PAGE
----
G is for Gable: The King to Joan’s Queen

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“He was a king wherever he went. He walked like one, he behaved like one, and he was the most masculine male I have ever met in my life.”

– Joan Crawford (on The David Frost Show, 1970)

Fandom-speaking, I want everyone to know that I ship these two legends. They are my OTP (one true pair).

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Joan Crawford and Clark Gable were never married, yet they remain one of Hollywood’s  most remembered couples. Theirs was a love affair that was brighter than the sun, hotter than fire, wild as a jungle animal, and on-again/off-again as a flickering light.

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Their first movie together was the 1931 picture Dance, Fools, Dance. Speaking about the first time she met Clark, Joan said, “It was like an electric current went through my body… my knees buckled… if he hadn’t held me by the shoulders, I’d have dropped.”

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(What might have been…)

After Dance, Fools, Dance, they made seven more pictures— Laughing Sinners (1931), Possessed (1931), Dancing Lady (1933), Chained (1934), Forsaking All Others (1934), Love On The Run (1936) and Strange Cargo (1940)— all under Metro-Goldwyn-Mayer. For the whole duration of the Thriving Thirties, Crawford and Gable (as they are famously called) became the brightest stars of MGM… and the public were crazy for their intense chemistry.

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Joan was once quoted that Clark was the love of her life. Even though they both had many affairs, marriages and divorces (just not with each other), they remained close until his death in 1960.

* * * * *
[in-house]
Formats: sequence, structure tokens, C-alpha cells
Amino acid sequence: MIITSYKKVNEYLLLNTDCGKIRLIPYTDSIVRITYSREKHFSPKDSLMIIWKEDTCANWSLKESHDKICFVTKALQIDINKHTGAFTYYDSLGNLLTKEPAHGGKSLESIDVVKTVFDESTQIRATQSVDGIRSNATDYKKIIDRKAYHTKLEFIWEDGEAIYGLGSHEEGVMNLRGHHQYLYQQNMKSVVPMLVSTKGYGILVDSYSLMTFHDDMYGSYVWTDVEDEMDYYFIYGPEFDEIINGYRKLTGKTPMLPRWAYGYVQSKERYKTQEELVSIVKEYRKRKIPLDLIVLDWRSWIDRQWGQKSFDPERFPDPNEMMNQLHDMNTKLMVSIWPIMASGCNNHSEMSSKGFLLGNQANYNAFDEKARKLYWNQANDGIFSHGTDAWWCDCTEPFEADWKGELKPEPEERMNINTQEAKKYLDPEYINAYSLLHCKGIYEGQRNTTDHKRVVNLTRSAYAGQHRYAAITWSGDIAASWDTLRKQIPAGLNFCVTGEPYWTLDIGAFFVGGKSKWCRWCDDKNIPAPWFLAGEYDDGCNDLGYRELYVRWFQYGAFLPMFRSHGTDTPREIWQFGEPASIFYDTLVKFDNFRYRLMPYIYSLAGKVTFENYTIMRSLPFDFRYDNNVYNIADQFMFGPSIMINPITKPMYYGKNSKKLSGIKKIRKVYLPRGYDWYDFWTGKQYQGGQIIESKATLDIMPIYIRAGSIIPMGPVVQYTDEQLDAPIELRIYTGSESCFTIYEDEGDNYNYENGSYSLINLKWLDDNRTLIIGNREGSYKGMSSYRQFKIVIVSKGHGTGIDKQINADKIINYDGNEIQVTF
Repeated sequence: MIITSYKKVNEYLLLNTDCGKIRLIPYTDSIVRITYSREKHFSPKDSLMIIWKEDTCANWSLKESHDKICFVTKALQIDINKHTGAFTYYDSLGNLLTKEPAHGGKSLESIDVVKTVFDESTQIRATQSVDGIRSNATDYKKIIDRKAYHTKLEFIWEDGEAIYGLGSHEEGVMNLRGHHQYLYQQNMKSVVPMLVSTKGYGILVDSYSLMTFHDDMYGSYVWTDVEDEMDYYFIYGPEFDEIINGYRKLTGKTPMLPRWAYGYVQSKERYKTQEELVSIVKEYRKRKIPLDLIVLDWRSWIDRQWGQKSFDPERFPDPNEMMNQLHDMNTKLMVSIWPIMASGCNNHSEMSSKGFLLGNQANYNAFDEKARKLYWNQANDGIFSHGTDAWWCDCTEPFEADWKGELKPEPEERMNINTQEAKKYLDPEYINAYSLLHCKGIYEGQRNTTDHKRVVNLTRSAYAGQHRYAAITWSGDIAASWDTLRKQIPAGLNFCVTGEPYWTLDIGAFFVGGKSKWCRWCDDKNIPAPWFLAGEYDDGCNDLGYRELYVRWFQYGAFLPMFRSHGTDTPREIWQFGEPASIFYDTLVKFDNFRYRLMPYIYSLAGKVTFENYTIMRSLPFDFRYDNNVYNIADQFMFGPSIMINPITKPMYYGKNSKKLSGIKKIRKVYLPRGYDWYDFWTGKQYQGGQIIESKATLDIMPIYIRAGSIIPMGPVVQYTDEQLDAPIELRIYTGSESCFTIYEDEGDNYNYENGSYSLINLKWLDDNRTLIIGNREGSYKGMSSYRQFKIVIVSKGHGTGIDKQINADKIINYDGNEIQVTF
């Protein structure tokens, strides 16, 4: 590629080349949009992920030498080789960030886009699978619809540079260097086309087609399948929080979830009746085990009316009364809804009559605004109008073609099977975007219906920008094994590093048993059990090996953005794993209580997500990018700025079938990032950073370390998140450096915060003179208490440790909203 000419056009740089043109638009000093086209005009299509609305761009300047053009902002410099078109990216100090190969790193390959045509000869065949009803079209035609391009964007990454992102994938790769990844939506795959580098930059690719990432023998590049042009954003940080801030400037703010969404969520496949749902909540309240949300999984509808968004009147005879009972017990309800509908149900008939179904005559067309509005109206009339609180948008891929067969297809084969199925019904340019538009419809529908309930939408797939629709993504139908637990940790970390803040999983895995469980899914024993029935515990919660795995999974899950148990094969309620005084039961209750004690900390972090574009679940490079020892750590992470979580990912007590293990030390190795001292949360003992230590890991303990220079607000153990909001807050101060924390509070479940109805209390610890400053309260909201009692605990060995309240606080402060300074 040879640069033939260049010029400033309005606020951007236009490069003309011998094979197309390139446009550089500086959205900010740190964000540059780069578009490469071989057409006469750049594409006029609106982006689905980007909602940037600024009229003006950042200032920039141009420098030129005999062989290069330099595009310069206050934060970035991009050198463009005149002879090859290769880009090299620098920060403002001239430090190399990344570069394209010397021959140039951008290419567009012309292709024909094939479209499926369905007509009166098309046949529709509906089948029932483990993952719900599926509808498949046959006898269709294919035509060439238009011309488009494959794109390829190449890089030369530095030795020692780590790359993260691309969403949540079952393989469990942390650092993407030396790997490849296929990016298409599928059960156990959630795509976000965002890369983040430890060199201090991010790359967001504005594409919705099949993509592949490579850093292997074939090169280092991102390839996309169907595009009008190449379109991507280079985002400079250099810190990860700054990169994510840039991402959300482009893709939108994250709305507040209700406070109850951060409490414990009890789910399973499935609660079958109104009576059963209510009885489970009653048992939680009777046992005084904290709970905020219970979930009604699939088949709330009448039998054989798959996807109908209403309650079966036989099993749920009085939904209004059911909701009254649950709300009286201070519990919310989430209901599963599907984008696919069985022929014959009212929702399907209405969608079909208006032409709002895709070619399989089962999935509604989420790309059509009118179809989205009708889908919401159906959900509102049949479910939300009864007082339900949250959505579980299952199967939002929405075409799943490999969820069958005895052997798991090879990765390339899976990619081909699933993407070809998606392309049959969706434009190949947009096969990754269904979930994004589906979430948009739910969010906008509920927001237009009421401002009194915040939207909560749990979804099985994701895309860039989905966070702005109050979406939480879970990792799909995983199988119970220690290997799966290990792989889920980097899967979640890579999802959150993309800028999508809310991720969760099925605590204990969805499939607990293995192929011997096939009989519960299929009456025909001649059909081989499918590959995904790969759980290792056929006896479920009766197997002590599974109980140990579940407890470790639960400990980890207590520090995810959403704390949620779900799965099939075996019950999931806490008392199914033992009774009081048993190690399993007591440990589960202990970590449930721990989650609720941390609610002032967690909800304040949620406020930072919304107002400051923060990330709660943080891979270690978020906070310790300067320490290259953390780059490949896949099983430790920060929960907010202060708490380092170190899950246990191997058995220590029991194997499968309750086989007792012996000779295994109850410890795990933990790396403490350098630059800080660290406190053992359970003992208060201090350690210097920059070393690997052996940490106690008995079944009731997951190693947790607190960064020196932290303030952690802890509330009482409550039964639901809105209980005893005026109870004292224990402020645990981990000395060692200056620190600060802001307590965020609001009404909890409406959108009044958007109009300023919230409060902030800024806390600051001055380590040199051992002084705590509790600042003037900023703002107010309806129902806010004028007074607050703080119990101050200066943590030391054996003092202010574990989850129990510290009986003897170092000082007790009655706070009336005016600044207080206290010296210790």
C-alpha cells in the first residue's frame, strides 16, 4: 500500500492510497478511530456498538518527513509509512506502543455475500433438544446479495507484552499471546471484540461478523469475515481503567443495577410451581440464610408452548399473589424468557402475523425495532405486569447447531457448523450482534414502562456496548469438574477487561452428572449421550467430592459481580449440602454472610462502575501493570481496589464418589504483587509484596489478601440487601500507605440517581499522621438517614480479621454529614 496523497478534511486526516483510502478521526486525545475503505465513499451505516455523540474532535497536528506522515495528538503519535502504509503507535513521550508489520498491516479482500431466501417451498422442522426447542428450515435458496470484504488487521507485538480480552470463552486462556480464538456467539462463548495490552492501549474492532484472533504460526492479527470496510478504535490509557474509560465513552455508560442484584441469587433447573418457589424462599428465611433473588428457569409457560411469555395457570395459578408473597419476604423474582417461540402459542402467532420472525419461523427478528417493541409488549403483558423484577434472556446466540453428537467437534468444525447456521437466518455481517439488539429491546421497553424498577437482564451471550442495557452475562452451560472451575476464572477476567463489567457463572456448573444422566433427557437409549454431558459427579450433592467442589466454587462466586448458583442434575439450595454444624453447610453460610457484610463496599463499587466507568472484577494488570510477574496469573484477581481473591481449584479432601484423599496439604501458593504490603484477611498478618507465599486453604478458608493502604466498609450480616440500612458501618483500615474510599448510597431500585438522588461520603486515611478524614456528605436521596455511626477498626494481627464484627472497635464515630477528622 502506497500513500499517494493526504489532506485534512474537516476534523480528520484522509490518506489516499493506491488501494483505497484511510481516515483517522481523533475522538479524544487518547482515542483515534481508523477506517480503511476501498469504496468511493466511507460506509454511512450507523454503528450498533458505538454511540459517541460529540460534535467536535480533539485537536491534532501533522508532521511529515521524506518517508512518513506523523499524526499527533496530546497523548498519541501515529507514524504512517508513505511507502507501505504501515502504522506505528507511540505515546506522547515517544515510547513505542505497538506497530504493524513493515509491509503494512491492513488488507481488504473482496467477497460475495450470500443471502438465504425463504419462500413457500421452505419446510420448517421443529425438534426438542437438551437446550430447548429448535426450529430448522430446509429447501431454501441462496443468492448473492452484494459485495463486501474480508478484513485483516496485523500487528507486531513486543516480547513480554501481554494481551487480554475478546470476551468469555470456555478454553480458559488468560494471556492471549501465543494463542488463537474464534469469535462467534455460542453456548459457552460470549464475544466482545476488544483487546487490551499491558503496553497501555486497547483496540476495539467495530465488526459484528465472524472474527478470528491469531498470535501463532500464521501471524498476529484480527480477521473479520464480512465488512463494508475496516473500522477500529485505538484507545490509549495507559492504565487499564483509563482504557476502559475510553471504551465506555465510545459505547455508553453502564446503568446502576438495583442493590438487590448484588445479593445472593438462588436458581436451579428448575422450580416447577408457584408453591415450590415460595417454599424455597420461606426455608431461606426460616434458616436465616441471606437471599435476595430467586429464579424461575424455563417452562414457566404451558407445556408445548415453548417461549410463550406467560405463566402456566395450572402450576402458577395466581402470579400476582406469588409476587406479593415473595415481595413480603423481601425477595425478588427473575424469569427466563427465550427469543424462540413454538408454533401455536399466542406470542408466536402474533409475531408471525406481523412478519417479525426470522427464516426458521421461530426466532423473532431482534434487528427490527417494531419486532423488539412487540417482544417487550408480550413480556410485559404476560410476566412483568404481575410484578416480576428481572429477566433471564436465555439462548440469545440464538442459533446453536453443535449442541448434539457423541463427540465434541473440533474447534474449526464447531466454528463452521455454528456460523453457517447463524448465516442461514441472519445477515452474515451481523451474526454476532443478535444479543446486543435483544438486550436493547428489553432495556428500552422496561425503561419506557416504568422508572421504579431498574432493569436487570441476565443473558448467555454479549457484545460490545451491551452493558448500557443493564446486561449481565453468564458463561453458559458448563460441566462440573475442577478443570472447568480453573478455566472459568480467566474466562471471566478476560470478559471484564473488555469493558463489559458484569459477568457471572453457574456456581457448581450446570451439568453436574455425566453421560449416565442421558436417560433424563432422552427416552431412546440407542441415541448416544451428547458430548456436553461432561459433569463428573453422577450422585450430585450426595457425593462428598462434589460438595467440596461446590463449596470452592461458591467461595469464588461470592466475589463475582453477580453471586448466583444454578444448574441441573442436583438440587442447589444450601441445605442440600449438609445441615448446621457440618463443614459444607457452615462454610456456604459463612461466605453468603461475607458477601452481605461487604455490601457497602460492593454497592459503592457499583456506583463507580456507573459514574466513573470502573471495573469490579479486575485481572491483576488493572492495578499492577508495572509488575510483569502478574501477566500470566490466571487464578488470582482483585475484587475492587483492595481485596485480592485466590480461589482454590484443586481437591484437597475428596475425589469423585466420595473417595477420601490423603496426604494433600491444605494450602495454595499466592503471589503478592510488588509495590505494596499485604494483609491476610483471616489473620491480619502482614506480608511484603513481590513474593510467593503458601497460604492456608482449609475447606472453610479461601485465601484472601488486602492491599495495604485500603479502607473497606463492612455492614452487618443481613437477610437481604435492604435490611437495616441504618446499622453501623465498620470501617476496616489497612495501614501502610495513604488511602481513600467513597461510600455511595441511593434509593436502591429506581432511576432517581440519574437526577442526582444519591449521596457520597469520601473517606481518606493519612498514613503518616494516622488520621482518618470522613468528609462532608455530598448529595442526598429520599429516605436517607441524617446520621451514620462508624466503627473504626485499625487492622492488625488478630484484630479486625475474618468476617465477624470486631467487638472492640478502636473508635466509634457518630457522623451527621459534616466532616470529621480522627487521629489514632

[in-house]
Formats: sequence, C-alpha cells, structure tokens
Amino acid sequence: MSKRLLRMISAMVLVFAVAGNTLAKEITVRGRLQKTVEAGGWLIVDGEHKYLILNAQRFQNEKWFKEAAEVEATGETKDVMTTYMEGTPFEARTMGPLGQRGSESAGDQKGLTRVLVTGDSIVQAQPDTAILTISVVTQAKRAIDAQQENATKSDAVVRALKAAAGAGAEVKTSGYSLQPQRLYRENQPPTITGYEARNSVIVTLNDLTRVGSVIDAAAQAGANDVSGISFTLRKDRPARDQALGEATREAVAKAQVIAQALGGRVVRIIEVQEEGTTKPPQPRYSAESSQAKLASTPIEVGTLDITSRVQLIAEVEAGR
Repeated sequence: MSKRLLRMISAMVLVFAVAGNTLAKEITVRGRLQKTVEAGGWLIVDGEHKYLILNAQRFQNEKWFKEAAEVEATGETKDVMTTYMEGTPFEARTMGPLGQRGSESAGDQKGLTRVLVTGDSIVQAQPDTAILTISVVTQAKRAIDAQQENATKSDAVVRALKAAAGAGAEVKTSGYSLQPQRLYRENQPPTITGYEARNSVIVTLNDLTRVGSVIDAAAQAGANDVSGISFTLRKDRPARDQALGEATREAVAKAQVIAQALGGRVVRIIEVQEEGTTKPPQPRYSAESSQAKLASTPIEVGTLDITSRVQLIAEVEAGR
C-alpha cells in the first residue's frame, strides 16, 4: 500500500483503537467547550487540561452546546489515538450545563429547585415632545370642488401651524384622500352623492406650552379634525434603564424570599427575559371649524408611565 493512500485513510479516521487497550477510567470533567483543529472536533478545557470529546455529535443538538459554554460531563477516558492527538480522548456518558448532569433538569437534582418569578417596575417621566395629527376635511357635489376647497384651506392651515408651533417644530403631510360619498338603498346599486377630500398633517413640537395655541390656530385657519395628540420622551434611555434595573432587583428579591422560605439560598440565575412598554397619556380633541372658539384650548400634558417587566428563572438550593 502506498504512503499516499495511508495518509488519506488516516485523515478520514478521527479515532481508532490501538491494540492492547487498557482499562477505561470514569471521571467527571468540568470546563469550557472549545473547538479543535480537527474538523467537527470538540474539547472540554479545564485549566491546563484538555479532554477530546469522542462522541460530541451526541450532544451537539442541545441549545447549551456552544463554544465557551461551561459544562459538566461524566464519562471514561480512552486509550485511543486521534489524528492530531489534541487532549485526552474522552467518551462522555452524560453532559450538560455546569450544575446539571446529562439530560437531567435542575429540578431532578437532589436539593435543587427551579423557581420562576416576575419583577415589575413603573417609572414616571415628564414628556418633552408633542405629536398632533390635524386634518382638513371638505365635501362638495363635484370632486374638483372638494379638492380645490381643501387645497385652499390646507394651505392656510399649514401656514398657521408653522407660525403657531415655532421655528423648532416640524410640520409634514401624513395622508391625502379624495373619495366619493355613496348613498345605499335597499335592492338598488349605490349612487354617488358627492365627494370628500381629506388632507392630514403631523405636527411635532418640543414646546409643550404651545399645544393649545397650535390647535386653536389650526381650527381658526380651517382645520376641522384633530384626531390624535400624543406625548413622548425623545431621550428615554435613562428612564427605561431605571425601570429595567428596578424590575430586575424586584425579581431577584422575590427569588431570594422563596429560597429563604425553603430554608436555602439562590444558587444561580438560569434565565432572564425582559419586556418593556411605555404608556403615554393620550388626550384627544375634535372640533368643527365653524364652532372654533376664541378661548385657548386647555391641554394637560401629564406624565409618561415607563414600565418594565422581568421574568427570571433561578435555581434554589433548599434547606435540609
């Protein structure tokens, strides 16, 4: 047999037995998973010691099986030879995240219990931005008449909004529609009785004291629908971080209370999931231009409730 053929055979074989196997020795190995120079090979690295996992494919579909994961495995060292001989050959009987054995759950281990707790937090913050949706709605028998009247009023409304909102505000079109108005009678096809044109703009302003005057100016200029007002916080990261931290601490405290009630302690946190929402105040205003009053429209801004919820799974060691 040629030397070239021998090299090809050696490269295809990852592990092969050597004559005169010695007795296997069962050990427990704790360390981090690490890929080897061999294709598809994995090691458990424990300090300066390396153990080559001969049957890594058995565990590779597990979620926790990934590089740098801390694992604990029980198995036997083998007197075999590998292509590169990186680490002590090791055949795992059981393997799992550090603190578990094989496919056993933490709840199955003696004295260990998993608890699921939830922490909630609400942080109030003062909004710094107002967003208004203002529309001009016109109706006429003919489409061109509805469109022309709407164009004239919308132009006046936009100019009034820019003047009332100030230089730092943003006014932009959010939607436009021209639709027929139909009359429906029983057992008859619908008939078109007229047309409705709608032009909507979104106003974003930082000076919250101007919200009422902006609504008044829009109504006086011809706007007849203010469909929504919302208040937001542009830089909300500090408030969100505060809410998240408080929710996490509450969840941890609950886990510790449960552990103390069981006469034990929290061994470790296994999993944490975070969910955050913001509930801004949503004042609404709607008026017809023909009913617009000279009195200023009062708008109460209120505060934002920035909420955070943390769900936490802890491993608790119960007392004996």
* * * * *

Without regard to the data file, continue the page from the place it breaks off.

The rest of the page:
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In a way, they were very similar— both were strong, independent actors who won’t let anyone dominate them. Maybe this was one of the reasons why marriage never became an option for them… which is a good thing, I think. In my opinion, it’s better that they had an affair that created friendship, than a marriage ruining one.

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Here’s to you, my king and queen! *cheers!*

Happy blogging (and fangirling!)

dfsa.

(All photos from Joan Crawford Best and Pinterest)

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5 thoughts on “G is for Gable: The King to Joan’s Queen

  1. This is an interesting theme, I must say. That period in Hollywood always seems so exciting, romantic, and glamorous. It was probably trashy but a higher class of trash than today’s Hollywood. Eh – maybe I’m jaded.
    ~Visiting from AtoZ

    • Thank you so much! 🙂 Hahaha I agree, they all had class back then. Issues like womanizing, flirting, partying too much, etc. were all done with elegance and glam, that people don’t notice them as bad. Haha. Thanks for visiting and reading Wendy! 🙂

  2. Pingback: Reflection: A-Z Blogging Challenge ’15 | Etcetera

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